2. Advertising channels are morphing into new methods, particularily on mobile. Groupon relies on onboarding advertisers using 1980's technology. Any ad network could do the same with lower costs for CPC/CPT rev share. With the current 50% rev share, the churn or low repeat rates for advertising coupon offers will plateau their revenue model quickly, making an investment in them dicey at best.

    3. valuing Groupon on the basis of eyeballs (registered users) is not the best way. If they can create an automated coupon system for any retailer, large or small, that's one thing. But that exists today as single offer - single coupon redeemer with well proven methods. Thinking that the group buying model makes more sense is a stretch, not proven.

    Watch for LBS and mobile ads to lead the way, especially with 2D matrix barcodes (QR code) as a simple way to commit a transaction at the POS with mobile 3G phones. That is where Google, MSFT, Yahoo and others will move quickly.

  4. Brad Stewart from Molecule Inc., January 15, 2011 at 4:30 p.m.

    I'm still unconvinced that these companies are sustainable for most important asset: mainly their paying customers. If I buy a yoga package, for instance for $20, the yoga business only takes home about 50%, while the other 50% goes to a single company in who-knows-where. The barrier to entry here for local Groupon competitors is some facebook marketing and a cell phone. I don't see how Groupon can own this space, particularly since they are also going to get shelled by Google on the "large competitor front" on top of all this. It will unfold dramatically though, I'm sure. Great article!

  5. Gary Kreissman from Group PRM, January 15, 2011 at 5:12 p.m.

    Yes, the business model is revolutionary. But no, there are few barriers to entry other than brand. And once price-based competition truly kicks in, Groupon's labor-intensive model will be an issue. There's a major difference from the high IPO valuation Google earned (and maintained): Google was and is a utility with inertia on its side. Groupon is likely to be the market share leader in a burgeoning category - but that doesn't justify the valuation.

  6. Howie Goldfarb from Blue Star Strategic Marketing, January 15, 2011 at 9:03 p.m.

    Just remember the two key entities don't care about a bubble. Anyone who IPOs and then can sell and get out when the sucker public jumps in. That is the VCs and the Start Up people. The other is Wall Street who gets fees from the IPO and selling the shares to the sucker public.

    Question is how many IPO at inflated prices then crash before the bubble pops. Many of these businesses like Facebook and Groupon are valid businesses at lower values and expectations. I would short these firms when they IPO. 9 out of 10 IPOs after the first year are worth less than the IPO price. Even a company like Priceline which went IPO at $14bil is now only worth $11bil.

  7. Steve Samblis from Imagination TV, Inc., January 16, 2011 at 9:47 a.m.

    Here is the deal. Groupon earned 200 million since day one. This is easy to find. Just divide the dollar they say they sold by the deals they did. It's on their main page. Now here is the real bubble stats... at 10 billion they are trading at 45 times earning. Pop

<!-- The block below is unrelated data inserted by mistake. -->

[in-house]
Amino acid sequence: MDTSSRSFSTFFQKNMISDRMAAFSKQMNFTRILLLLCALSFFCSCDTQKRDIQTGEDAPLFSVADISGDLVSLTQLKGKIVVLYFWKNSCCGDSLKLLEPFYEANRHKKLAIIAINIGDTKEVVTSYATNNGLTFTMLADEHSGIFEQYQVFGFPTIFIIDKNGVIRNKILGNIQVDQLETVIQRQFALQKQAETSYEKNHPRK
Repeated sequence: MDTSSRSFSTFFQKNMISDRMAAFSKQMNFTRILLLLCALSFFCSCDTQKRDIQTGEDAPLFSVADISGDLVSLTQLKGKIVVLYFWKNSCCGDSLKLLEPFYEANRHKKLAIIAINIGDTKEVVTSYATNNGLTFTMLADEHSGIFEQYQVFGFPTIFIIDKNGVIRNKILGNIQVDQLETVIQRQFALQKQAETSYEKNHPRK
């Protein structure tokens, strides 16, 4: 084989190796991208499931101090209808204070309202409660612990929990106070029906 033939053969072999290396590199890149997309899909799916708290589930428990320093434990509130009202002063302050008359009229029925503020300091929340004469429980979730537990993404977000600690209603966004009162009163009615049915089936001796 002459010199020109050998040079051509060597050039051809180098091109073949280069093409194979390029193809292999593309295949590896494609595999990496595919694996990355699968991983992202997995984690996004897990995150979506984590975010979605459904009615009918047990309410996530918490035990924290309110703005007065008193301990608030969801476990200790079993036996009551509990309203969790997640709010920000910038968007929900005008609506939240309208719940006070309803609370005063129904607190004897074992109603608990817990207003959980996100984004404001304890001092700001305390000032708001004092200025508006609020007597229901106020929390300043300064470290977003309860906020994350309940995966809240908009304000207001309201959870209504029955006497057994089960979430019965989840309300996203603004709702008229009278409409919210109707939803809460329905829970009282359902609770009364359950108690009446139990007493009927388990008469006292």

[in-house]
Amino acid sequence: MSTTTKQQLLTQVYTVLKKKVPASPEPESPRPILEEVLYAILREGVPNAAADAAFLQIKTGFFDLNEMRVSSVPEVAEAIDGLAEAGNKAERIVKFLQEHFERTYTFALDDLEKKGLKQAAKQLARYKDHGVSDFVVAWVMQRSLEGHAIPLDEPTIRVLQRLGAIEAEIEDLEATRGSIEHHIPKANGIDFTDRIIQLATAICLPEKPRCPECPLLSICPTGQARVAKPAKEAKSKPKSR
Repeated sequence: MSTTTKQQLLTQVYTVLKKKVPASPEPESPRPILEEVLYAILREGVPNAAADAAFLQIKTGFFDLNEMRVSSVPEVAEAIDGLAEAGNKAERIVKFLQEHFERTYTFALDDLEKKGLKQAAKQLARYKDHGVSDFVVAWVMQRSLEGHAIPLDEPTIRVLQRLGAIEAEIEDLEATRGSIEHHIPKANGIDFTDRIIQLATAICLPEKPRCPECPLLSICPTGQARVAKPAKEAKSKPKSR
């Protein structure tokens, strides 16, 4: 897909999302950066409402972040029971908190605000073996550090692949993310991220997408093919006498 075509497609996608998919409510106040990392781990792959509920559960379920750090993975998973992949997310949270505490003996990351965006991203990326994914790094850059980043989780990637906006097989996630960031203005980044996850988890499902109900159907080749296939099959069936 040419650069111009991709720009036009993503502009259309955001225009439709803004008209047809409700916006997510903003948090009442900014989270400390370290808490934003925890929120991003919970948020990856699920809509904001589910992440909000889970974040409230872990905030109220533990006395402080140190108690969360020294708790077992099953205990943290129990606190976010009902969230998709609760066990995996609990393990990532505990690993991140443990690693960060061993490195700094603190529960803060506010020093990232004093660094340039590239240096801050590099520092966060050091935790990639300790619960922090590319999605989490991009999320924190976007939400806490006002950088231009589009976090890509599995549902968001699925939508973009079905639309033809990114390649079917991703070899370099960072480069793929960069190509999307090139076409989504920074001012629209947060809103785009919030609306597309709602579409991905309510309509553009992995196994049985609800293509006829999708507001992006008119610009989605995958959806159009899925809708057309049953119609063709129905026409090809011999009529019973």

8. Terry Mowery from USA Savings Club, January 16, 2011 at 11:25 a.m.

    View from the street . . .
    My company USA Savings Club deals with hundreds of local merchants that CANNOT afford the 75% hit of the DD companies.
    With the copycats competing with Groupon and lack of repeat customer for the offers, the bubble will burst from the bottom.
    No repeat customers - bargain hunters - 75% OFF - NOT Viable for most merchants!
    We charge 5% and half goes to a local school, church or charity.
    How many yoga classes and balloon rides can someone take?

  9. Heather Wetzler from Talent House, January 19, 2011 at 11:30 a.m.

    Also did everyone forget Groupon's PR nightmare from this fall- was that just swept under the rug?
    Groupon can be a major liability for Small Business Owners.

    Quote from the Entrepreneur article,
    "A recent study by Rice University surveyed 150 small to midsize businesses that had used Groupon, asking about their social-coupon experience and whether they would use the service again. While 66 percent of the 150 respondents said that their Groupon deal was profitable, a significant 32 percent found it unprofitable. And 40 percent of the respondents said they would not use Groupon again -- notable, considering Groupon claims that at least 95 percent of its sellers request to be featured again."

    That alone should make people question Groupon's valuable - they should have taken the money from Google.

  10. Heather Wetzler from Talent House, January 20, 2011 at 4:47 p.m.

    Great Comic on Groupon's Short-comings:

  11. Cece Forrester from tbd, January 22, 2011 at 9:29 p.m.

    Correct me if I'm wrong, but the way Groupon works is that you have to pay in advance for something you might never get around to going to the merchant to collect or use, right? Could it be that that's what makes the model profitable? Then the question is, will consumers get wise and stop taking spur-of-the-moment chances on things they don't want as much as they thought they did at the time? Or will they develop a permanent habit of putting money down on a vision of themselves experiencing new and exciting products and services?